People have said about them that "The original design parameters included a rigid bed to avoid twisting" and "Joe recognized the superior rigidity and accuracy of the Sherline design". And by people I mean Sherline themselves because nobody has ever looked at that and had rigidity be the first thing to pop in their mind. Brass bed? Seriously?
          21" Royersford Excelsior CamelBack Drillpress Restoration
          1943 Sidney 16x54 Lathe Restoration

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          • #20
            Originally posted by The Metal Butcher View Post

            People have said about them that "The original design parameters included a rigid bed to avoid twisting" and "Joe recognized the superior rigidity and accuracy of the Sherline design". And by people I mean Sherline themselves because nobody has ever looked at that and had rigidity be the first thing to pop in their mind. Brass bed? Seriously?
            Originally posted by Bented View Post

            Consider this, I have not the faintest clue what a "Sherline" is, never used one nor seen one in the wild, am quite familiar with Bridgeport, Cincinnati, Haas, Fadal, Trak, Mazak, Bullard, Makino and several others.

            Just had a peek at the Sherline website, astonishing is the word that comes to mind.
            Are these machines designed specifically for graphite electrode milling?
            Graphite milling? Really?

            No point in continuing this discussion, seems fairly obvious that if the machine does not have at least an R8 spindle, and preferably Cat 5, it is not considered useful.

            As a point of information, NO I strongly doubt that milling graphite was ever considered as the "target niche". I do not have a Sherline mill, or lathe, but among the lathes I do have, I have one that swings about 3". Similar size. It is quite useful for parts down in the 0.25 mm area. The needed rigidity of the machines is related to the workpiece (and cutting tool) size.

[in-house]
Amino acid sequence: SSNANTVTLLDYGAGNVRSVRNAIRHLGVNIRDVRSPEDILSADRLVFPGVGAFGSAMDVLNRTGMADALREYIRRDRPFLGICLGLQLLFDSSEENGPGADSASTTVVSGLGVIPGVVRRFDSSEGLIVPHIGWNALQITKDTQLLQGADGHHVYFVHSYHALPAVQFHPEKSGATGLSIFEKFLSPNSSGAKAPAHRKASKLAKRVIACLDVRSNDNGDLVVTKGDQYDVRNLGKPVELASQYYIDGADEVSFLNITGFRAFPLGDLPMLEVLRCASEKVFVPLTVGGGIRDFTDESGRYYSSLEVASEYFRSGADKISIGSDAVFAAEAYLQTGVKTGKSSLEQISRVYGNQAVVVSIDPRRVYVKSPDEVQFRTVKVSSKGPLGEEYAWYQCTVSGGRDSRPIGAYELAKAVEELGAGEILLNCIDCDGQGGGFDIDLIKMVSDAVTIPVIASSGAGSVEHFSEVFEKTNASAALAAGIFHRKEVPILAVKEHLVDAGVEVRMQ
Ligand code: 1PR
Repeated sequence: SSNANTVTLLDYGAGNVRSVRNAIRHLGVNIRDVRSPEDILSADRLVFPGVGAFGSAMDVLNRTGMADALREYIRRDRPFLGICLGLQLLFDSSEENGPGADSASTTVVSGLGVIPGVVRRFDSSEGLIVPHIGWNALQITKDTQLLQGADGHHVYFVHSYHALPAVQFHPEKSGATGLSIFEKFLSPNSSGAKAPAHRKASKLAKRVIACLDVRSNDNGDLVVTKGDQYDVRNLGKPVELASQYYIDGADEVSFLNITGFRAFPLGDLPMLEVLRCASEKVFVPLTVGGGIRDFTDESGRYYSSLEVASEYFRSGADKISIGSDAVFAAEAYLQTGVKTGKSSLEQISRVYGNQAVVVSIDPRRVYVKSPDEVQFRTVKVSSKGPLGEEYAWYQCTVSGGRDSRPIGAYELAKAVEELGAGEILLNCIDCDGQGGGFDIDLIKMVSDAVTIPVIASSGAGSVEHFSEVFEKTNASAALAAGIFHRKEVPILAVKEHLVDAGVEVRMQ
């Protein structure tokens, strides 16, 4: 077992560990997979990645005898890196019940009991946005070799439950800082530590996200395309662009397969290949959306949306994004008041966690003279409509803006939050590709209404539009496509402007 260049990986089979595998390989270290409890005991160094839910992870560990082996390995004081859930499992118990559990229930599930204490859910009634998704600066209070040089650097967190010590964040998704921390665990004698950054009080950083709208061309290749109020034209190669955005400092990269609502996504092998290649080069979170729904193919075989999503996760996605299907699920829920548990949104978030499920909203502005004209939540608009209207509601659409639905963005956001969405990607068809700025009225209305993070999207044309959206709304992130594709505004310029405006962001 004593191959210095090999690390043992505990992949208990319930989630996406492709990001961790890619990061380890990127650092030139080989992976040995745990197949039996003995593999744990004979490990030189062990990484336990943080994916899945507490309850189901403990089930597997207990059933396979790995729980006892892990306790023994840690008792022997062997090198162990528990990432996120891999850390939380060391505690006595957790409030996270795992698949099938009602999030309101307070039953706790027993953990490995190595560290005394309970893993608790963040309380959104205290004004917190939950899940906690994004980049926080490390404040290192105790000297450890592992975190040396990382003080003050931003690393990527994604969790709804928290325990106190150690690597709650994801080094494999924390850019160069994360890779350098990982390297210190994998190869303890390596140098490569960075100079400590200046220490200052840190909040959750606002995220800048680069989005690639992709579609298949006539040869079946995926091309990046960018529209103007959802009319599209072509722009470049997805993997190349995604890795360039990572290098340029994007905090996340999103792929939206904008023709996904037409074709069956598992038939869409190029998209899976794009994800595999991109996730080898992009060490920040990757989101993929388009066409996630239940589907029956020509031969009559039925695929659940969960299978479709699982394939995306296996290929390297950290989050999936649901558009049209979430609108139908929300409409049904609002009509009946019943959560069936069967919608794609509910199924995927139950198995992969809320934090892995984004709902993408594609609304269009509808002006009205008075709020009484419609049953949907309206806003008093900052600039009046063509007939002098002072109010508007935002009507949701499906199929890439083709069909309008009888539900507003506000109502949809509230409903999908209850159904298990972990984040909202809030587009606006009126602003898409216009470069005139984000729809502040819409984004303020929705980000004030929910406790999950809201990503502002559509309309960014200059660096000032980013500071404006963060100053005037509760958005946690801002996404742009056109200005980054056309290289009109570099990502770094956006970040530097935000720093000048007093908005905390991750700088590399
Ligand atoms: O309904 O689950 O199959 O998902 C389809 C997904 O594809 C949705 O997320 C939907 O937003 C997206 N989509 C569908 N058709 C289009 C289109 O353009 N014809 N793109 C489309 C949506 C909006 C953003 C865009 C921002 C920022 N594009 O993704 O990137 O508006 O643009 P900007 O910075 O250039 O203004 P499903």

You can look at the Sherline site and I believe you will find a link to work done on Sherline machines. It might open BOTH your eyes.
            Last edited by J Tiers; 08-01-2020, 04:54 PM.
            1601

            Keep eye on ball.
            Hashim Khan

            Comment


            • #21
              Originally posted by J Tiers View Post



              Graphite milling? Really?

              .
              Milling graphite is common to make forms for plunge edm work.
              Sherline machines might be ok for milling brass for clockwork
              but not much more.


              -D
              DZER

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              • #22
                Originally posted by J Tiers View Post

                You can look at the Sherline site and I believe you will find a link to work done on Sherline machines. It might open BOTH your eyes.
                And if you had to use a Sherline to mill a part to fix your boat engine, you might be on the island longer than Gilligan.

                -D
                DZER

                Comment


                • #23
                  Originally posted by J Tiers View Post



                  Graphite milling? Really?
                  Yes, as mentioned above many EDM Sinker electrodes are made from graphite, high speed spindles and feeds, low cutting forces and a high degree of accuracy. Machines are made for this purpose only. Turning/milling graphite makes a complete mess if the dust is not contained.

                  In a small EDM shop I can envision such a frail machine for electrode work.

                  Also, I would not take an R8 spindle machine if you gave it to me for free, this is the year 2020 not 1950 as you may have noticed.
                  https://absolutemachine.com/product/...hining-center/

                  Last edited by Bented; 08-01-2020, 05:30 PM.

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                  • #24
                    Originally posted by Bented View Post